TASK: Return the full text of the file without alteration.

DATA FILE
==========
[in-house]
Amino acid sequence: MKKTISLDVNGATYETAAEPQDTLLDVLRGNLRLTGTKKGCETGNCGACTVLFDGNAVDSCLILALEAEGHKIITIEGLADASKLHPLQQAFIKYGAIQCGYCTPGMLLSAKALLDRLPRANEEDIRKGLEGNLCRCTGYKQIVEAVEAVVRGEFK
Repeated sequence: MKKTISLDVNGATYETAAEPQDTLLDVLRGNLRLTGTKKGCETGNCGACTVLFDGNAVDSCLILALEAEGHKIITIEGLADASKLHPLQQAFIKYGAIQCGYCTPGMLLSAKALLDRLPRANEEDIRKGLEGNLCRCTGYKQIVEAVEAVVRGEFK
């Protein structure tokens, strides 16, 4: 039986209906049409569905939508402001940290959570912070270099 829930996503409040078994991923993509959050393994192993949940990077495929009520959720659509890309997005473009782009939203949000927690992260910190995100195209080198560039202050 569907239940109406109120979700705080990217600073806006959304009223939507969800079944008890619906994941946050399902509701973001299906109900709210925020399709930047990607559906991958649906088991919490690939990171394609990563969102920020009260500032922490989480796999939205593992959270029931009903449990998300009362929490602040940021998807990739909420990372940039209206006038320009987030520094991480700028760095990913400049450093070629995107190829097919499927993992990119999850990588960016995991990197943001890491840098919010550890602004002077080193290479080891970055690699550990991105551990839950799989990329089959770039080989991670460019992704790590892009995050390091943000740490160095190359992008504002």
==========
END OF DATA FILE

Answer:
[in-house]
Amino acid sequence: MKKTISLDVNGATYETAAEPQDTLLDVLRGNLRLTGTKKGCETGNCGACTVLFDGNAVDSCLILALEAEGHKIITIEGLADASKLHPLQQAFIKYGAIQCGYCTPGMLLSAKALLDRLPRANEEDIRKGLEGNLCRCTGYKQIVEAVEAVVRGEFK
Repeated sequence: MKKTISLDVNGATYETAAEPQDTLLDVLRGNLRLTGTKKGCETGNCGACTVLFDGNAVDSCLILALEAEGHKIITIEGLADASKLHPLQQAFIKYGAIQCGYCTPGMLLSAKALLDRLPRANEEDIRKGLEGNLCRCTGYKQIVEAVEAVVRGEFK
């Protein structure tokens, strides 16, 4: 039986209906049409569905939508402001940290959570912070270099 829930996503409040078994991923993509959050393994192993949940990077495929009520959720659509890309997005473009782009939203949000927690992260910190995100195209080198560039202050 569907239940109406109120979700705080990217600073806006959304009223939507969800079944008890619906994941946050399902509701973001299906109900709210925020399709930047990607559906991958649906088991919490690939990171394609990563969102920020009260500032922490989480796999939205593992959270029931009903449990998300009362929490602040940021998807990739909420990372940039209206006038320009987030520094991480700028760095990913400049450093070629995107190829097919499927993992990119999850990588960016995991990197943001890491840098919010550890602004002077080193290479080891970055690699550990991105551990839950799989990329089959770039080989991670460019992704790590892009995050390091943000740490160095190359992008504002």